OR… for more in-depth analysis and an online community of China-focused professionals:

Learn About Premium Access Now!
Learn More
Minimize
Learn More
Minimize

New PBS documentary sheds a rare light on the personal struggles faced by single women in China

There’s been a lot of ink spilled in the past few years over the issue of shengnu (剩女 shèngnǚ) — “leftover women” in China. Popularized by the All-China Women’s Federation in 2007, the derogatory term is used to describe single women over the age of 27. They have been subjected to media criticism and regulatory pressure from the Chinese government for failing in their roles as wives and breeders to keep the nation’s economic engines churning.

But the conversation about single Chinese women does not have to center on the Chinese government’s worries about falling birth rates, and the millions of surplus men who are seen as a threat to social stability if unmarried. Aside from the politics, every Chinese woman who chooses to stay single wrestles with their individual challenge: It could be overbearing parents interfering with and controlling their daughters’ relationships, men’s reluctance to date high-achieving women, or emotional burdens caused by early parental loss.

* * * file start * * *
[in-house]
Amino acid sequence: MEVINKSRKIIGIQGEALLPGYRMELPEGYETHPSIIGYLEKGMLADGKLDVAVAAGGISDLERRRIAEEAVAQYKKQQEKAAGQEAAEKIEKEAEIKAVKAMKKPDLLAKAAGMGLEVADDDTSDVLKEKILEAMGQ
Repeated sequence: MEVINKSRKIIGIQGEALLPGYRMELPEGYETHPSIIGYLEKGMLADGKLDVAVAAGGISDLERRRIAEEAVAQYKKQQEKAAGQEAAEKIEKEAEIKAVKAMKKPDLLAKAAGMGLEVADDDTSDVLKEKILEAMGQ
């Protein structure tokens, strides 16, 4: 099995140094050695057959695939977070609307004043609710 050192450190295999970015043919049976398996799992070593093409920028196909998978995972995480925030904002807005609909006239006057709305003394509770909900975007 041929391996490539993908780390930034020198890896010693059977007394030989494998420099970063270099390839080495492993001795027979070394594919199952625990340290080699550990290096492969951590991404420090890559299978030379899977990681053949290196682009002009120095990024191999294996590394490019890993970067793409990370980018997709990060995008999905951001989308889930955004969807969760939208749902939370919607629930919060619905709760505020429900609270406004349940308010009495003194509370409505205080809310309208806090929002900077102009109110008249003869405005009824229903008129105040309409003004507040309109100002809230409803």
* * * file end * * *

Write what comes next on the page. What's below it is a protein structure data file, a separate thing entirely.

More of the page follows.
In the film Leftover Women, a feature documentary that premiered on PBS on February 10, filmmakers Shosh Shlam and Hilla Medalia hone in on this personal aspect of the phenomenon, telling the powerful and heartfelt stories of three successful single women who are in search of a husband.